The official student newspaper of University of Wisconsin-Eau Claire since 1923.

The Spectator

The official student newspaper of University of Wisconsin-Eau Claire since 1923.

The Spectator

The official student newspaper of University of Wisconsin-Eau Claire since 1923.

The Spectator

Car care important in cold weather

Aaron Vehling

Editor’s Note — This is the first of a two-part series about how students can be affected by the cold winter weather.

Just minutes before a friend’s father came home from a late night work shift at 5 a.m., sophomore Drew Niese’s van wouldn’t start.

Niese and a few friends were at the house partying and after a long night at work, his friend’s father would not enjoy the sight of a bunch of people in his house.

Niese’s friends tried to jump-start his van multiple times until it finally started, 10 minutes before the father got home from work.

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Car trouble can be a minor hassle or a major inconvenience, and winter weather is responsible for some problems that could leave you stranded in the cold.

“I had to jump my van four times over break,” Niese said. “That was four times too many.”

Niese purchased a new battery over break, but he still had problems with his 1986 Chevy Astro van.

His van’s heating system did not work well and he noticed that his gas mileage dropped in cold weather.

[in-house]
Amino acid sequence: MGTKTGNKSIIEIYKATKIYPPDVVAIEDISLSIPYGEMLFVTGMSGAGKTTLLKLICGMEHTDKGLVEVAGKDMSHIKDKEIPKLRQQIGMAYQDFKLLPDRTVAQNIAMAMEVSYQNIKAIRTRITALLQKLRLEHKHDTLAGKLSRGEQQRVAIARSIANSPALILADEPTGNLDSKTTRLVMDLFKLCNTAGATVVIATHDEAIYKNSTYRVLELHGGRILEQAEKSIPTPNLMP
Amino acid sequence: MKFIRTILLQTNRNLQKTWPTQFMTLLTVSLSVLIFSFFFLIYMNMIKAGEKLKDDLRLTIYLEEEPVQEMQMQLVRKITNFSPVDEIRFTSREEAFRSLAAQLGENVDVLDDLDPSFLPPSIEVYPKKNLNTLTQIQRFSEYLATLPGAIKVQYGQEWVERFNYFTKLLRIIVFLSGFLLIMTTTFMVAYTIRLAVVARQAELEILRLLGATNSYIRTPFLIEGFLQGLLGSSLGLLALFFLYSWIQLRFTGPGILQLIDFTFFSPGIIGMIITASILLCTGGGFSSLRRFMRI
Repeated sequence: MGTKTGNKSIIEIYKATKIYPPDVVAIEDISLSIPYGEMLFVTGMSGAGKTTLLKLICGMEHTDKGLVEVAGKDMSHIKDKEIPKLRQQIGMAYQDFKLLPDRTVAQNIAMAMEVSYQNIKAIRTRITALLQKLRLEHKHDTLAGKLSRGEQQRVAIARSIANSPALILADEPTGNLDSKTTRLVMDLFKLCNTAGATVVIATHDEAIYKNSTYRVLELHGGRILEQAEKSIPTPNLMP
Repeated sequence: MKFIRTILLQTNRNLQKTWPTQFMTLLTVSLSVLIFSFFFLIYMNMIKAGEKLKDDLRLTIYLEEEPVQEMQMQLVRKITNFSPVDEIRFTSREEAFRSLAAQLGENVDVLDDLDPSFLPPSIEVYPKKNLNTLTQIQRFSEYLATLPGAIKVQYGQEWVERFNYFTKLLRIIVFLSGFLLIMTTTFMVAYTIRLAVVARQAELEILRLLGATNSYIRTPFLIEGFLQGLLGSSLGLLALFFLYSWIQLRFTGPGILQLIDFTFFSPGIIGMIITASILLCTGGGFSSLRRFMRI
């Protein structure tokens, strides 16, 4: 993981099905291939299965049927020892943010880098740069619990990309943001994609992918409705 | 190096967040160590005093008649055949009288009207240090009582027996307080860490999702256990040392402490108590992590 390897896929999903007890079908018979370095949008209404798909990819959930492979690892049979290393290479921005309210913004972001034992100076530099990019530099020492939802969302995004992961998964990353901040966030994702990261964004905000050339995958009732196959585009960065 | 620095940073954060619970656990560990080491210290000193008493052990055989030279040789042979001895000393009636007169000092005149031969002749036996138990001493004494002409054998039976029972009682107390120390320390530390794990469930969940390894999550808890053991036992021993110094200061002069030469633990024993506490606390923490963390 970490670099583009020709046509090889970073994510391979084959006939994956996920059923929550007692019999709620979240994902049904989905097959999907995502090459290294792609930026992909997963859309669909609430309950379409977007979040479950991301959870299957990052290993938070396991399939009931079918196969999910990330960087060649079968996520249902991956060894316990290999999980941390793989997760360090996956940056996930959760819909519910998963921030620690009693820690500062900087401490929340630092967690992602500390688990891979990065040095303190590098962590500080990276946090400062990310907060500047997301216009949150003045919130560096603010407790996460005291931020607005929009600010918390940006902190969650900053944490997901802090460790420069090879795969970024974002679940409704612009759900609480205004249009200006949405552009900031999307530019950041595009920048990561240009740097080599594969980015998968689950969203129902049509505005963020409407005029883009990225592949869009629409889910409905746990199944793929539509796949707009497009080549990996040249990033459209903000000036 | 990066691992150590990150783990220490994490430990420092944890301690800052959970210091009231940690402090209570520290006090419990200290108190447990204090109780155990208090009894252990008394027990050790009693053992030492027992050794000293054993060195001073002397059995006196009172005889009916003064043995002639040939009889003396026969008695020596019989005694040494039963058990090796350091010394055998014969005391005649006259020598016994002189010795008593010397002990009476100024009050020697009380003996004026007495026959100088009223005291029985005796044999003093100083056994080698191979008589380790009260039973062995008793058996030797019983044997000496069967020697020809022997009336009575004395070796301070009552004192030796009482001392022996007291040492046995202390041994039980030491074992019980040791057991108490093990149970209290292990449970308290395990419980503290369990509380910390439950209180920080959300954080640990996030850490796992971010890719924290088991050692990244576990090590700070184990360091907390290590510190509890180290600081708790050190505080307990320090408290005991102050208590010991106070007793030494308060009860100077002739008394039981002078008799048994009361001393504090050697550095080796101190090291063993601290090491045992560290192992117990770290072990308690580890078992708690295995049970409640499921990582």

“My biggest problem was driving in sheer cold weather,” he said.

The low temperatures and conditions of Wisconsin winters provide challenges to car owners, said Scott Schilling, owner of Fast Lane Auto, 2111 Third St.

He said the three most common problems are dead batteries, frozen gas lines and frozen radiators.

Dead batteries are the most apparent, Schilling said. Since vehicles have to work harder to start in winter, due partially to the thickening of oil in cold temperatures, batteries need to produce more power to get the engine to turn over.

“A car might start all summer, but when it gets colder, it’s harder to turn over,” Schilling said.

He estimated that the average battery should cost around $55 to $75. After getting a vehicle to a garage, installation will cost around $20 and takes about 15 minutes.

To prevent the duress of getting stranded with a weak battery, Schilling said people should get their battery checked at a service station before it gets too cold.

Gas line freeze is another winter weather problem, but Schilling said it is easy to prevent.

A car with less than half a tank of gas has moisture in the tank from condensation on the cold metal that holds the gasoline. This moisture freezes and prevents the vehicle from starting.

To remedy a frozen gas line, Schilling said people should put a bottle of Heet, a gasoline additive, in their tank and see if it unclogs the gas line. Otherwise, a person must get it to a garage where the car can warm up.

Aside from the cost of towing to a garage, Schilling said that it costs about $50, plus a can of Heet, at an auto service center to unclog a frozen gas line.

All of the problems with a vehicle in winter are preventable in part with a tune-up and regular maintenance, he said.

With his van, Niese has tried a few tricks like revving his engine before he turns it off and running the engine while the van was parked to warm it up.

He even tried saying nice things to it and praying that it would start.

“I’m gonna treat you real good,” he said. “If you work for me.”

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Car care important in cold weather